1. re: jkling17

                        I don't have lard, either. Or Crisco, for that matter. If I has a new iron pan, I would probably buy Crisco to season it. Since my pan is seasoned, I don't worry about it, and I agree that Canola is preferable to olive oil for seasoning, although some here have raised objections to it. I use Canola in my cast iron pan, usually.

                        1. re: GH1618

                          >I don't have lard, either<

                          I keep a container of lard in the fridge just for my cast iron. I sometimes use bacon grease too. My second choice would be the crisco.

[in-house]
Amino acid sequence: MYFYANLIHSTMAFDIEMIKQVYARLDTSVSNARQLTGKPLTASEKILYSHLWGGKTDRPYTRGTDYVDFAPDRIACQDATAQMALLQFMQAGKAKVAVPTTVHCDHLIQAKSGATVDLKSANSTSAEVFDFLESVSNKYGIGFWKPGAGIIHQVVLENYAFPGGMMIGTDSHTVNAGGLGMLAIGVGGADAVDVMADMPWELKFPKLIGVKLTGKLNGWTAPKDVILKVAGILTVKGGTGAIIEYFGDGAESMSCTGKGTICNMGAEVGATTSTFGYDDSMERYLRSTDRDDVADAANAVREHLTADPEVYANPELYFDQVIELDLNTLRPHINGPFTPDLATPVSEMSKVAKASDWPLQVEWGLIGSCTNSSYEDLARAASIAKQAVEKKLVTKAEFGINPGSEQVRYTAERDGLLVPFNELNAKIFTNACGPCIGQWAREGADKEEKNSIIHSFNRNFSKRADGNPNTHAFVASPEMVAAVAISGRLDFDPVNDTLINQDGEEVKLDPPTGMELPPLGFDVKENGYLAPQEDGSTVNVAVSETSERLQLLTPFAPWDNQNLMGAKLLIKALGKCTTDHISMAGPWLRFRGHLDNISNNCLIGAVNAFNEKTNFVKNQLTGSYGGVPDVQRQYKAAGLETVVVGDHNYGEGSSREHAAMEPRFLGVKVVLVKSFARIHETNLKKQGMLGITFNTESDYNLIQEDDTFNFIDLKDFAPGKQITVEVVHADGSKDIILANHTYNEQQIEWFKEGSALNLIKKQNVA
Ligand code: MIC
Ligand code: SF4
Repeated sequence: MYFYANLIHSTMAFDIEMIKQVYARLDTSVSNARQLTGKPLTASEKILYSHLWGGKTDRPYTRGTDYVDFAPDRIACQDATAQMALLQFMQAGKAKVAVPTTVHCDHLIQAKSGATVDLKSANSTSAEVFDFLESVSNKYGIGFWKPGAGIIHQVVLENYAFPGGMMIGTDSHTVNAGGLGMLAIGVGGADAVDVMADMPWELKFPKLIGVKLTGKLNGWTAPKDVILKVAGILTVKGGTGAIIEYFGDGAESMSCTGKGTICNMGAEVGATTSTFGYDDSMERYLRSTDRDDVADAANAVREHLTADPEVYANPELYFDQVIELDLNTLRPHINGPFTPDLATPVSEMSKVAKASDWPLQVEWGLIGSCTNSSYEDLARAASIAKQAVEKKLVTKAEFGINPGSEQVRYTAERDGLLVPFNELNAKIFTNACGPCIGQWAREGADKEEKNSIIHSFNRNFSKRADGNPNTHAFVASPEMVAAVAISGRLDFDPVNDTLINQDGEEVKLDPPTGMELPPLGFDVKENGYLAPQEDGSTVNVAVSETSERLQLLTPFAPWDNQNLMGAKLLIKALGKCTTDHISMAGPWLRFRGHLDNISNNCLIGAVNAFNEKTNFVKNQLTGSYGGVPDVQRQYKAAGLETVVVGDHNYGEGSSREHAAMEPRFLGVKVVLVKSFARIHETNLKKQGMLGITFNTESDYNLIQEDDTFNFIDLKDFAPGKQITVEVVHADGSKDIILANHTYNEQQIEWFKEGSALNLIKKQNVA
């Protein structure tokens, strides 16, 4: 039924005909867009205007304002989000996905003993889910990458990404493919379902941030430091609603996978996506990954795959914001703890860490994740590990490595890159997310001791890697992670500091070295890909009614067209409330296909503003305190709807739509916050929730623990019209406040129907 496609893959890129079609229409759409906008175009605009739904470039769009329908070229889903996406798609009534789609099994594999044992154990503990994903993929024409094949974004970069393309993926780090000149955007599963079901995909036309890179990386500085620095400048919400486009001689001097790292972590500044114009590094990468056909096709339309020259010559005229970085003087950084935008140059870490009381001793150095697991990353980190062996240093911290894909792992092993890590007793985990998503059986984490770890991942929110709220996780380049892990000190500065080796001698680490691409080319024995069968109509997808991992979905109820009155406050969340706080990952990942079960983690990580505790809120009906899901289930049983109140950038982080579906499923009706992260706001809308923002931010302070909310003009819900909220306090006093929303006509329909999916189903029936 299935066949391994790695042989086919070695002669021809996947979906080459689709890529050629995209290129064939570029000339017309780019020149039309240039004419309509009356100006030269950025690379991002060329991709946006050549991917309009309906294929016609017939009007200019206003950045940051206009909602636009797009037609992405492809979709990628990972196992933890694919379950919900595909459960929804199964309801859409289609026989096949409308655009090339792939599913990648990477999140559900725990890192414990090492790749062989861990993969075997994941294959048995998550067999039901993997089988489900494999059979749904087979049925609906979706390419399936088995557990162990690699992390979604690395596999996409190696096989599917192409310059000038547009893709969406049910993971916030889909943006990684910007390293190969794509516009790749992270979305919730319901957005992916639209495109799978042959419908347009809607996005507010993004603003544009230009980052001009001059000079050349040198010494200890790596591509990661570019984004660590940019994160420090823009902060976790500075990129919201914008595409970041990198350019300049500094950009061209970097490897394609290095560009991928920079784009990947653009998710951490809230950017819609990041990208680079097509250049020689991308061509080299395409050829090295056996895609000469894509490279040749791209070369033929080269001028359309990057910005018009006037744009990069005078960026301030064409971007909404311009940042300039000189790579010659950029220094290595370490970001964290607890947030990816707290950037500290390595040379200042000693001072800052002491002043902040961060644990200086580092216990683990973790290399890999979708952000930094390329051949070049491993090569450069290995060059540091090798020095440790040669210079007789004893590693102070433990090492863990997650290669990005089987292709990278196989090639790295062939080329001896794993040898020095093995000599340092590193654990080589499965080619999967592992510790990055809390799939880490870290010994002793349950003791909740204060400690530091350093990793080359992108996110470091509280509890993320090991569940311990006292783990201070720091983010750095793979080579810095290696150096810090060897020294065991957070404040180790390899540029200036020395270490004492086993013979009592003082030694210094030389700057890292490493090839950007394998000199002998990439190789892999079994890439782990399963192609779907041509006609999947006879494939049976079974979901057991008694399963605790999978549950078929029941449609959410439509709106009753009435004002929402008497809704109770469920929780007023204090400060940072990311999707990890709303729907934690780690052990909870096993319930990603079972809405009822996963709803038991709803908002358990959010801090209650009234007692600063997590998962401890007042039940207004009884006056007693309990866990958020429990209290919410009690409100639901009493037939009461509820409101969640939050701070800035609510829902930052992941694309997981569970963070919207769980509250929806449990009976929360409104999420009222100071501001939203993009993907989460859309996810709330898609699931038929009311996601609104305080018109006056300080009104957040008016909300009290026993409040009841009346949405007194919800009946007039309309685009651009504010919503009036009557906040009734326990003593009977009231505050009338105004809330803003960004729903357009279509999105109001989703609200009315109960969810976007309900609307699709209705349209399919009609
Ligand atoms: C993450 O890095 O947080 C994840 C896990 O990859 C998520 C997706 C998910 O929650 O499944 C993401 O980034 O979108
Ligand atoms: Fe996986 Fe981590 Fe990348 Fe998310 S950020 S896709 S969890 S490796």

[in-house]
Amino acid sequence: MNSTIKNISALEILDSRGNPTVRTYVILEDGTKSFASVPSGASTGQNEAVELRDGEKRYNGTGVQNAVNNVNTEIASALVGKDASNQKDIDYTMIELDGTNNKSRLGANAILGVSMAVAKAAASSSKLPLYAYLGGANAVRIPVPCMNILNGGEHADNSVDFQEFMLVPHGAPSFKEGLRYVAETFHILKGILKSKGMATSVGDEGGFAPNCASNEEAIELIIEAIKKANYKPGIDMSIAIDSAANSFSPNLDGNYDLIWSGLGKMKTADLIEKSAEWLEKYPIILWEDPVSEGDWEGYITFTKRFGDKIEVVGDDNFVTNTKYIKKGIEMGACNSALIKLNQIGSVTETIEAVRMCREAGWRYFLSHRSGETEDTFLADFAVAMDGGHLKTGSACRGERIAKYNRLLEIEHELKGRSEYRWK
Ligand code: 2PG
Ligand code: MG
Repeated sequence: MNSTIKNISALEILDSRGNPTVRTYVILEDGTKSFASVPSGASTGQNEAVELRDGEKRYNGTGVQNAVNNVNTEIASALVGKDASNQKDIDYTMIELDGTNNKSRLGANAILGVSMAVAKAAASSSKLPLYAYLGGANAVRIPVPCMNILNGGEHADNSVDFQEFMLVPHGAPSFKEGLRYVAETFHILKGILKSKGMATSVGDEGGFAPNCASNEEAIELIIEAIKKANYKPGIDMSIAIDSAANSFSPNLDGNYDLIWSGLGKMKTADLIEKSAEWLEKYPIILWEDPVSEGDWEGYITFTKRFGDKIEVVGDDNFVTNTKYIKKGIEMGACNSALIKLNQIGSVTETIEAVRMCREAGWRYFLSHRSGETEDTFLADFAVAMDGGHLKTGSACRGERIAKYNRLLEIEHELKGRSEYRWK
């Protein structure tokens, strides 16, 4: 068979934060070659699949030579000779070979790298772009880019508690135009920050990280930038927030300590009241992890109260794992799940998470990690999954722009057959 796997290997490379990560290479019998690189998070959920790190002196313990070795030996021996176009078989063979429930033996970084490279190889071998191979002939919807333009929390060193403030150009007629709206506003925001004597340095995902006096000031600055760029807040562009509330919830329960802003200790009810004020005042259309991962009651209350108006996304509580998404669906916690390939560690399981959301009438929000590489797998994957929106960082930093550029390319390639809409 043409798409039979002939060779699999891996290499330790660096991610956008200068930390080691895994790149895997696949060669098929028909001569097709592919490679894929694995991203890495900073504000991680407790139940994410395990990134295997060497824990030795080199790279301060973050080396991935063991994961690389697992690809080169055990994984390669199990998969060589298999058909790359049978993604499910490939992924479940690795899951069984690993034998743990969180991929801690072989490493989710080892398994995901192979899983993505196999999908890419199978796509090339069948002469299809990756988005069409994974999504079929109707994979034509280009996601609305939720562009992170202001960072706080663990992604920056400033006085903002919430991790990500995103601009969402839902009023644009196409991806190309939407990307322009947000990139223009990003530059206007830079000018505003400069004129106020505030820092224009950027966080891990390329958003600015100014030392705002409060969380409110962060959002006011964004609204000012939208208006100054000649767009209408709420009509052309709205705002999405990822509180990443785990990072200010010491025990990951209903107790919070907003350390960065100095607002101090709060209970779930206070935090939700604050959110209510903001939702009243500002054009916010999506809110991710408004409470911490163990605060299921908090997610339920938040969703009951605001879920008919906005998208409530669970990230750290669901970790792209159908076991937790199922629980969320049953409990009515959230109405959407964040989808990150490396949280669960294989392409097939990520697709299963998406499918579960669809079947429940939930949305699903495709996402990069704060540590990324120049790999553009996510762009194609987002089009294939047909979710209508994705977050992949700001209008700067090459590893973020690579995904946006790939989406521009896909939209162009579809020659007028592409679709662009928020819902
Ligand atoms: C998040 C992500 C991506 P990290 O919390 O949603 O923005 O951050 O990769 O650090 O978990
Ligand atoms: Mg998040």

I did find upon accident that peanut oil puts a nice finish on the CI. I no longer use it because of my grandbaby's peanut allergies. But it worked really well.

                          I really prefer the bacon grease and lard.

                    2. re: calchef12

                      Maybe 450 isn't hot enough. I seasoned mine in my gas grill at over 500. Just once and almost nothing sticks. I just use a stiff bristled brush and hot water to clean. I would never use soap!

                      1. re: Tebrim

                        It's much more than hot enough. "The Pan Man" seasons cast iron at 225° F:

                        http://www.panman.com/cleaning.html

                2. An interesting fact about PTFE is that it is now being used in chemical laboratories for many applications, in preference to glassware, precisely because it is chemically inert:

                  http://www.2spi.com/catalog/plasticwa...